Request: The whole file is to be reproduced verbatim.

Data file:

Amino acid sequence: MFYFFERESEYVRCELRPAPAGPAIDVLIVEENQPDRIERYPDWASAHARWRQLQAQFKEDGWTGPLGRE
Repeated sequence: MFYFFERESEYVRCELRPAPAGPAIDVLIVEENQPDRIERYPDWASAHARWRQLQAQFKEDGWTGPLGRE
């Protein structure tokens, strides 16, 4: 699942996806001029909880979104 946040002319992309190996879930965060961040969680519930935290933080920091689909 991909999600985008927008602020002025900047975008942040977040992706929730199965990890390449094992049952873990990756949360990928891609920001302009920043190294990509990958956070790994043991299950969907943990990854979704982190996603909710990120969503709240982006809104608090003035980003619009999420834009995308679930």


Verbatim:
Amino acid sequence: MFYFFERESEYVRCELRPAPAGPAIDVLIVEENQPDRIERYPDWASAHARWRQLQAQFKEDGWTGPLGRE
Repeated sequence: MFYFFERESEYVRCELRPAPAGPAIDVLIVEENQPDRIERYPDWASAHARWRQLQAQFKEDGWTGPLGRE
């Protein structure tokens, strides 16, 4: 699942996806001029909880979104 946040002319992309190996879930965060961040969680519930935290933080920091689909 991909999600985008927008602020002025900047975008942040977040992706929730199965990890390449094992049952873990990756949360990928891609920001302009920043190294990509990958956070790994043991299950969907943990990854979704982190996603909710990120969503709240982006809104608090003035980003619009999420834009995308679930």